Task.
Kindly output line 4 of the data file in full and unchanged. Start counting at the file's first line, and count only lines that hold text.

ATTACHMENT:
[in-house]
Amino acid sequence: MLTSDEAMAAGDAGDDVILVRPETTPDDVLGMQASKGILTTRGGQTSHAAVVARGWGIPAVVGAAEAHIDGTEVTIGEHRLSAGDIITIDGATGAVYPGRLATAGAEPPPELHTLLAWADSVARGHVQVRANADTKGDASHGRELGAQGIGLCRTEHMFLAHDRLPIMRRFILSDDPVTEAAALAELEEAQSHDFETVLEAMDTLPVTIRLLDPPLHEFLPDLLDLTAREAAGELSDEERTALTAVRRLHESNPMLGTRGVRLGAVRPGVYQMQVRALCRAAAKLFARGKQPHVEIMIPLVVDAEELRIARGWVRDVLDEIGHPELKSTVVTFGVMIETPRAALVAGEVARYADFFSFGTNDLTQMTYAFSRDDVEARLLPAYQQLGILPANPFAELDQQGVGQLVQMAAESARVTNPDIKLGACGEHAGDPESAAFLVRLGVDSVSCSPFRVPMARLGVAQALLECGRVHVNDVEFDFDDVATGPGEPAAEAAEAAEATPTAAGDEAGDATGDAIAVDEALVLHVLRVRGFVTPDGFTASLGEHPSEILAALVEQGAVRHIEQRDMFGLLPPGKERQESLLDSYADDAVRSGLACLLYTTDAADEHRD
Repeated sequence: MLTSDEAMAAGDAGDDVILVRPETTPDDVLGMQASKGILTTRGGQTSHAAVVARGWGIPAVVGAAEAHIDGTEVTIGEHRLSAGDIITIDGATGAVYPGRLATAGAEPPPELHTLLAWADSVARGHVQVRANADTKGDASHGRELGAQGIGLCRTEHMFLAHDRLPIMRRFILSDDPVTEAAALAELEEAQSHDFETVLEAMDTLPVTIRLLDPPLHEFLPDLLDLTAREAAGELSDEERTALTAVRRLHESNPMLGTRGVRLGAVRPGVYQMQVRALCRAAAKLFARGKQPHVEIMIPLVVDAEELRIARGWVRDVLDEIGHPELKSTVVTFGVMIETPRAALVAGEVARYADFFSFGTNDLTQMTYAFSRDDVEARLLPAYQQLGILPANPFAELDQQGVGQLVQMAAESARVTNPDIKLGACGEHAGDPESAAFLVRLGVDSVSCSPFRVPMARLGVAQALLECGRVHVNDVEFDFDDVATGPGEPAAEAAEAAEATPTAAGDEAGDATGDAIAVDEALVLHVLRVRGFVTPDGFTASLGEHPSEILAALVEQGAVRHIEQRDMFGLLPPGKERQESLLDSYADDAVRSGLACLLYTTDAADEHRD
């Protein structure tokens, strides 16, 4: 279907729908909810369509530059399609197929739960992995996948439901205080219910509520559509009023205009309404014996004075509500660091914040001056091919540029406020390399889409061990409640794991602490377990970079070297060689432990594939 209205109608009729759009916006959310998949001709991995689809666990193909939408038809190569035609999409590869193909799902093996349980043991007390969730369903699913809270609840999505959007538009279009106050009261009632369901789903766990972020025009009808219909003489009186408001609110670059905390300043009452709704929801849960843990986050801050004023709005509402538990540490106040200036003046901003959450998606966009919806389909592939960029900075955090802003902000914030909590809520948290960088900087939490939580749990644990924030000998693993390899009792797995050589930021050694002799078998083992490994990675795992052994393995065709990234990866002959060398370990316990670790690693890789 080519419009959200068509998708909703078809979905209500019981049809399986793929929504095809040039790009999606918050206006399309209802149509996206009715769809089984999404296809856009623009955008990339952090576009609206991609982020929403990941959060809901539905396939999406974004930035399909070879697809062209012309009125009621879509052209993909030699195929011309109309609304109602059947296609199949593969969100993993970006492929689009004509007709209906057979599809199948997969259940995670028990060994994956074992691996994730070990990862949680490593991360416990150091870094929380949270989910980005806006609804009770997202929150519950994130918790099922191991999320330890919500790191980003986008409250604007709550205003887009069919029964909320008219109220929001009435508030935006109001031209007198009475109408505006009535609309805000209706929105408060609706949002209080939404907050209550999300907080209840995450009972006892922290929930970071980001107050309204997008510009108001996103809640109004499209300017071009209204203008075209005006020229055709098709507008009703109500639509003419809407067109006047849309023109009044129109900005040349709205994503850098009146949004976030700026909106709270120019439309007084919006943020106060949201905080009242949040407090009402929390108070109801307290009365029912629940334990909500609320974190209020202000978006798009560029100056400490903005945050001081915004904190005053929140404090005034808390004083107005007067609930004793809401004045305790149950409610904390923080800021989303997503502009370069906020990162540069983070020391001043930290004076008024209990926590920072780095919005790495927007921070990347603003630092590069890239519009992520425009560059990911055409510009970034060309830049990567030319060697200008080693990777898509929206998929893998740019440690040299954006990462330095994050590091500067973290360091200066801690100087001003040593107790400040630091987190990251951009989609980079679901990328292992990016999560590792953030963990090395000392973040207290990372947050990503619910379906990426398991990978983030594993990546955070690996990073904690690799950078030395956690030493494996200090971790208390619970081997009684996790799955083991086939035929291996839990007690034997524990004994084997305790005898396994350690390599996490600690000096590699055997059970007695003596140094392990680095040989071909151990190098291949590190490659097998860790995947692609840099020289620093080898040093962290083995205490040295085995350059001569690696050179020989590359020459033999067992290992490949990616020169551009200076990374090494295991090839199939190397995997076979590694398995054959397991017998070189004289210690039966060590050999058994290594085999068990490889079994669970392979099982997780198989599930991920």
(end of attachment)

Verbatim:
């Protein structure tokens, strides 16, 4: 279907729908909810369509530059399609197929739960992995996948439901205080219910509520559509009023205009309404014996004075509500660091914040001056091919540029406020390399889409061990409640794991602490377990970079070297060689432990594939 209205109608009729759009916006959310998949001709991995689809666990193909939408038809190569035609999409590869193909799902093996349980043991007390969730369903699913809270609840999505959007538009279009106050009261009632369901789903766990972020025009009808219909003489009186408001609110670059905390300043009452709704929801849960843990986050801050004023709005509402538990540490106040200036003046901003959450998606966009919806389909592939960029900075955090802003902000914030909590809520948290960088900087939490939580749990644990924030000998693993390899009792797995050589930021050694002799078998083992490994990675795992052994393995065709990234990866002959060398370990316990670790690693890789 080519419009959200068509998708909703078809979905209500019981049809399986793929929504095809040039790009999606918050206006399309209802149509996206009715769809089984999404296809856009623009955008990339952090576009609206991609982020929403990941959060809901539905396939999406974004930035399909070879697809062209012309009125009621879509052209993909030699195929011309109309609304109602059947296609199949593969969100993993970006492929689009004509007709209906057979599809199948997969259940995670028990060994994956074992691996994730070990990862949680490593991360416990150091870094929380949270989910980005806006609804009770997202929150519950994130918790099922191991999320330890919500790191980003986008409250604007709550205003887009069919029964909320008219109220929001009435508030935006109001031209007198009475109408505006009535609309805000209706929105408060609706949002209080939404907050209550999300907080209840995450009972006892922290929930970071980001107050309204997008510009108001996103809640109004499209300017071009209204203008075209005006020229055709098709507008009703109500639509003419809407067109006047849309023109009044129109900005040349709205994503850098009146949004976030700026909106709270120019439309007084919006943020106060949201905080009242949040407090009402929390108070109801307290009365029912629940334990909500609320974190209020202000978006798009560029100056400490903005945050001081915004904190005053929140404090005034808390004083107005007067609930004793809401004045305790149950409610904390923080800021989303997503502009370069906020990162540069983070020391001043930290004076008024209990926590920072780095919005790495927007921070990347603003630092590069890239519009992520425009560059990911055409510009970034060309830049990567030319060697200008080693990777898509929206998929893998740019440690040299954006990462330095994050590091500067973290360091200066801690100087001003040593107790400040630091987190990251951009989609980079679901990328292992990016999560590792953030963990090395000392973040207290990372947050990503619910379906990426398991990978983030594993990546955070690996990073904690690799950078030395956690030493494996200090971790208390619970081997009684996790799955083991086939035929291996839990007690034997524990004994084997305790005898396994350690390599996490600690000096590699055997059970007695003596140094392990680095040989071909151990190098291949590190490659097998860790995947692609840099020289620093080898040093962290083995205490040295085995350059001569690696050179020989590359020459033999067992290992490949990616020169551009200076990374090494295991090839199939190397995997076979590694398995054959397991017998070189004289210690039966060590050999058994290594085999068990490889079994669970392979099982997780198989599930991920």